David Beckham does not believe he should be the one to open the London Games by lighting the Olympic Torch.
Following his exclusion from Stuart Pearce's squad, speculation has been rife that Beckham, who was a key member of the bid team which brought the Games to London, would be given the honour of lighting the flame during the opening ceremony.
But Beckham appears to have ruled that out, telling Sky Sports News: "I've always said lighting the torch in the stadium is something that should be done by an Olympian... who has done incredible things for our country and won gold medals."
He added: "I'm sure whoever decides that, it will be an Olympian, but we'll have to wait and see."
The flame looks set to be lit instead by either five-time rowing gold medallist Sir Steve Redgrave or twice decathlon champion Daley Thompson. The British Olympic Association are reported to favour Redgrave, who won gold at consecutive Games between Los Angeles 1984 and Sydney 2000 and was knighted the following year.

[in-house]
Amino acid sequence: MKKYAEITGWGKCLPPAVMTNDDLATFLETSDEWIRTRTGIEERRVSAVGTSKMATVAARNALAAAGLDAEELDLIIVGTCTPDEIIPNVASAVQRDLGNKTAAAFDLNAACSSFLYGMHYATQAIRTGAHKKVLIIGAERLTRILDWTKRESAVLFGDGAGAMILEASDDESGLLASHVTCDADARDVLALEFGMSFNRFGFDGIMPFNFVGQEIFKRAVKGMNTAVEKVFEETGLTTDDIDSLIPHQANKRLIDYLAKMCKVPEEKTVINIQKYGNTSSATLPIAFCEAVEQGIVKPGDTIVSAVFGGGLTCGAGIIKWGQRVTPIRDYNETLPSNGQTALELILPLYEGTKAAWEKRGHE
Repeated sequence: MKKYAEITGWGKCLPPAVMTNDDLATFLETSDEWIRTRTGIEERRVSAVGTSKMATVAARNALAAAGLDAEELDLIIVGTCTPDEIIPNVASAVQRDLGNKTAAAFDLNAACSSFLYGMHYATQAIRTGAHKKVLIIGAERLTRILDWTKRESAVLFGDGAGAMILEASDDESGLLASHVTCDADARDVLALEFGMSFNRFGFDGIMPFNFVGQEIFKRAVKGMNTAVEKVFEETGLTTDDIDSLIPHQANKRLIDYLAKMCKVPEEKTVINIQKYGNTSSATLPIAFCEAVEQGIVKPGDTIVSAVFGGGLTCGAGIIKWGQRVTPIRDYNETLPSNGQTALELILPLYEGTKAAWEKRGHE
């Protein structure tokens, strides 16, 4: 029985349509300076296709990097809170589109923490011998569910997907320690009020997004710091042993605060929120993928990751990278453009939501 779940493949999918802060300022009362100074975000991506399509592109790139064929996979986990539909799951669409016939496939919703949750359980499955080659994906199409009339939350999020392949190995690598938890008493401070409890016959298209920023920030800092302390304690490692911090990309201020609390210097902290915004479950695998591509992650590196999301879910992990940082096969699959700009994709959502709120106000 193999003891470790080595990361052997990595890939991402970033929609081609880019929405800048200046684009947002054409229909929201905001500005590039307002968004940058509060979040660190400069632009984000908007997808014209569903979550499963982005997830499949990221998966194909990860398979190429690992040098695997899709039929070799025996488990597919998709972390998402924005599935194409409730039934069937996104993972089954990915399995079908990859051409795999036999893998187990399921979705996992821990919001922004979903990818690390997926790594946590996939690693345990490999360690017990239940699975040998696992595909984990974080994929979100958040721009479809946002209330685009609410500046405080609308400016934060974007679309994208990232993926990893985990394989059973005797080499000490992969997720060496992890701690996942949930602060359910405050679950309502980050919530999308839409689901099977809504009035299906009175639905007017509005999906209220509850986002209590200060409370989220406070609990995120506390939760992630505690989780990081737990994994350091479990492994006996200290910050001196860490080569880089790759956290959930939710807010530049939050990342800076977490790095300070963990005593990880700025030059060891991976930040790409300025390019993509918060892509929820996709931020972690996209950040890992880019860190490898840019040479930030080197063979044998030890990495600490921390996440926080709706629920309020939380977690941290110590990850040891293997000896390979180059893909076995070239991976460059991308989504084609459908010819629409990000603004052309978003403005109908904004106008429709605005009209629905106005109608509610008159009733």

Thompson won gold in 1980 and 1984, the only man other than American Bob Mathias to win decathlon gold on two occasions. His score in Los Angeles was recalculated after the event to 8,847 points, a world record at the time and still the British record.
He is reported to have the support of Games organising committee LOCOG, who have direct responsibility for delivering the Games and whose view could therefore prove decisive.
Where Beckham is concerned, LOCOG chairman Sebastian Coe has stated he will be given a role of some description at the Games, but for now the Los Angeles Galaxy midfielder is just looking forward to enjoying the event as a spectator.
"Everyone knows how proud I am of representing my country and to do it in my home town on such a big stage would have been incredible," he said. "So of course I'm disappointed.
"I'm going to be just proud to be there as a fan, more than anything, in a part of London where I grew up. I used to play soccer over the fields that have been changed now. As a fan and as an Englishman, I'm going to be very proud."